Arkansas treasurer Mark Lowery dies day after retirement announcement at 66
Late Arkansas Treasurer Mark Lowery speaks to a group of visitors in the treasurer’s office at the Arkansas Capitol in January. (Arkansas Treasurer of State)
Arkansas Treasurer Mark Lowery died Wednesday morning, a day after his office announced that he would retire in September due to a pair of strokes that left him unable to continue working. He was 66.
Lowery, a Republican from Maumelle, has been heavily involved in Arkansas politics for the last three decades.
His start in politics came as chief of staff for then-Lt. Governor Mike Huckabee in the 1990s, and prior to his election as treasurer last year, Lowery served in the Arkansas House of Representatives from 2013-2023.
He also spent time working as a journalist, lobbyist and college instructor.
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Gov. Sarah Huckabee Sanders was among the many public officials to offer condolences and remembrances of Lowery on Wednesday.
“Mark was a lifelong public servant and a dedicated advocate for Arkansas’ children and families,” Sanders said in a statement. “To those who knew Mark, it was no surprise that he threw his hat into the ring and ran for the statehouse in 2012 – and it was even less of a surprise that in his decade-long tenure as a State Representative, he brought about several major reforms to Arkansas’ education system. In his run for State Treasurer last year, he promised to extend that record of public stewardship to Arkansas’ state finances.”
Sanders will be responsible for appointing the next treasurer, who under the Arkansas Constitution will serve until 2025. Sanders’ appointment will be replaced by a treasurer whom Arkansans elect next year to complete Lowery’s term.
Arkansas’ treasurer is the state’s banker, responsible for an investment portfolio of approximately $9 billion, according to the office’s website.
In the meantime, the office will continue to be run by Chief of Staff Stephen Bright and Deputy Treasurer Eric Munson.
“We are devastated,” Bright said in a statement. “Losing Mark represents a huge loss for the entire staff. Mark was an incredible leader and a humble public servant and this was unexpected. It’s definitely going to take us time to process this. We ask that you keep Mark’s family in your thoughts and prayers during this time.”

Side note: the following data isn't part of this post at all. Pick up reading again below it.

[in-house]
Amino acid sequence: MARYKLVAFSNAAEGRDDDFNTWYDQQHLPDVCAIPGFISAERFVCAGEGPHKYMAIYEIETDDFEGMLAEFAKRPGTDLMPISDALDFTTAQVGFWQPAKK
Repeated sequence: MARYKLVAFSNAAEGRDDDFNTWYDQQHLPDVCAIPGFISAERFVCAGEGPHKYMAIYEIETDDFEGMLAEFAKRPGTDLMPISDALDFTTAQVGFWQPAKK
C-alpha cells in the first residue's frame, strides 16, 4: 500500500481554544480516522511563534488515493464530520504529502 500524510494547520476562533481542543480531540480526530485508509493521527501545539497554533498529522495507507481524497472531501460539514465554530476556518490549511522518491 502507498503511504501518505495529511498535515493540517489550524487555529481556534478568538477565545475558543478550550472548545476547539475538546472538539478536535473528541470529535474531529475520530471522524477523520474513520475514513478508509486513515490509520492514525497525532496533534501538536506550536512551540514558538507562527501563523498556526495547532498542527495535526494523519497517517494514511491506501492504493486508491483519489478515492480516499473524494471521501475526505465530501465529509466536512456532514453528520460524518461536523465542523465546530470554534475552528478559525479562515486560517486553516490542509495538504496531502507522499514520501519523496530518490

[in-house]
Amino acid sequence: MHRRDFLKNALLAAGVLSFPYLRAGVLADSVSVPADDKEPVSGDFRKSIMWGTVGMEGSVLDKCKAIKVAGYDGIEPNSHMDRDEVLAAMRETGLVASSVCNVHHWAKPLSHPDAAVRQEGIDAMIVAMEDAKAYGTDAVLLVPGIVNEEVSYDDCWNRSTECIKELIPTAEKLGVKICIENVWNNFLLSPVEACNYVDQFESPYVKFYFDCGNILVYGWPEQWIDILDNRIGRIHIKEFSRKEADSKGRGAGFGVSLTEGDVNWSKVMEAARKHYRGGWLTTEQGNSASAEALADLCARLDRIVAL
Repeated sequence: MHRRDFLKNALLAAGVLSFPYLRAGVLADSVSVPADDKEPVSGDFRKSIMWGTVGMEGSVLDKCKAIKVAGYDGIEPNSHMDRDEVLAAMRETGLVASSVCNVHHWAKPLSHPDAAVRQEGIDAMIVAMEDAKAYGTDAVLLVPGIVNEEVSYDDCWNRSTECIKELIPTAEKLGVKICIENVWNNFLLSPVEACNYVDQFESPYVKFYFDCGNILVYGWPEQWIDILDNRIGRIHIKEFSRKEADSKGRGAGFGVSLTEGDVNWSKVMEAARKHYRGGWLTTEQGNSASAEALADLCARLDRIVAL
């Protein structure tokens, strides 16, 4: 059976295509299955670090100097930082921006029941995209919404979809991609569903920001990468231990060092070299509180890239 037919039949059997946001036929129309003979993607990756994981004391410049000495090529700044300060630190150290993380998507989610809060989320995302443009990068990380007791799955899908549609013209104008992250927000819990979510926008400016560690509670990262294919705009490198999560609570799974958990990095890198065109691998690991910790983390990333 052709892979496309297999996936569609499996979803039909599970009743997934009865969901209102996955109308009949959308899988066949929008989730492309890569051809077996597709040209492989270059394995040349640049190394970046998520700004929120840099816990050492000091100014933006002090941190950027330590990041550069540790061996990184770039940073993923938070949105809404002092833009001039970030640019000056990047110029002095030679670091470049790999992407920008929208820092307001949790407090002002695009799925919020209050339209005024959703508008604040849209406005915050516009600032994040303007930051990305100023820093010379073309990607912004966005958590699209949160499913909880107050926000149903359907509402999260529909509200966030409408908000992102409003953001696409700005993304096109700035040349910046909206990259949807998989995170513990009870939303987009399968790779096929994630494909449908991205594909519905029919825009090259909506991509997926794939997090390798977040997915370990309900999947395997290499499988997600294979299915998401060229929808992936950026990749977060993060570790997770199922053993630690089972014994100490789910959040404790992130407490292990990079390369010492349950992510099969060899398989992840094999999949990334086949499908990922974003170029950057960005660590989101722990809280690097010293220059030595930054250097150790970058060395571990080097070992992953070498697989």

Lowery had a stroke in March, requiring several weeks of rehabilitation in Arkansas, before continuing his recovery in Maryland with family, according to the treasurer’s office.
He returned to the treasurer’s office in early June, but suffered a more severe stroke last month.
The last Arkansas constitutional officer to die in office was former Lt. Gov. Win Rockefeller. Rockefeller, 57, died from a blood disorder.
Attorney General Tim Griffin said he was deeply saddened by Lowery’s death.
“Mark was a dedicated servant of Arkansas for 30 years as an elected official, journalist and educator,” Griffin said in a statement. “Mark fought for fairness in elections, and Arkansas is better because of his service.”
Lt. Gov. Leslie Rutledge offered her thoughts and prayers to Lowery’s family.
“Mark was a longtime public servant and dear friend,” she said in a statement. “I will miss seeing his smiling face and hearing his words of encouragement. We always enjoyed Mark’s good-natured company at political gatherings and Christmas receptions in our home. Arkansans have been blessed by his service to our great State.”
Arkansas Advocate is part of States Newsroom, a network of news bureaus supported by grants and a coalition of donors as a 501c(3) public charity. Arkansas Advocate maintains editorial independence. Contact Editor Sonny Albarado for questions: [email protected]. Follow Arkansas Advocate on Facebook and Twitter.
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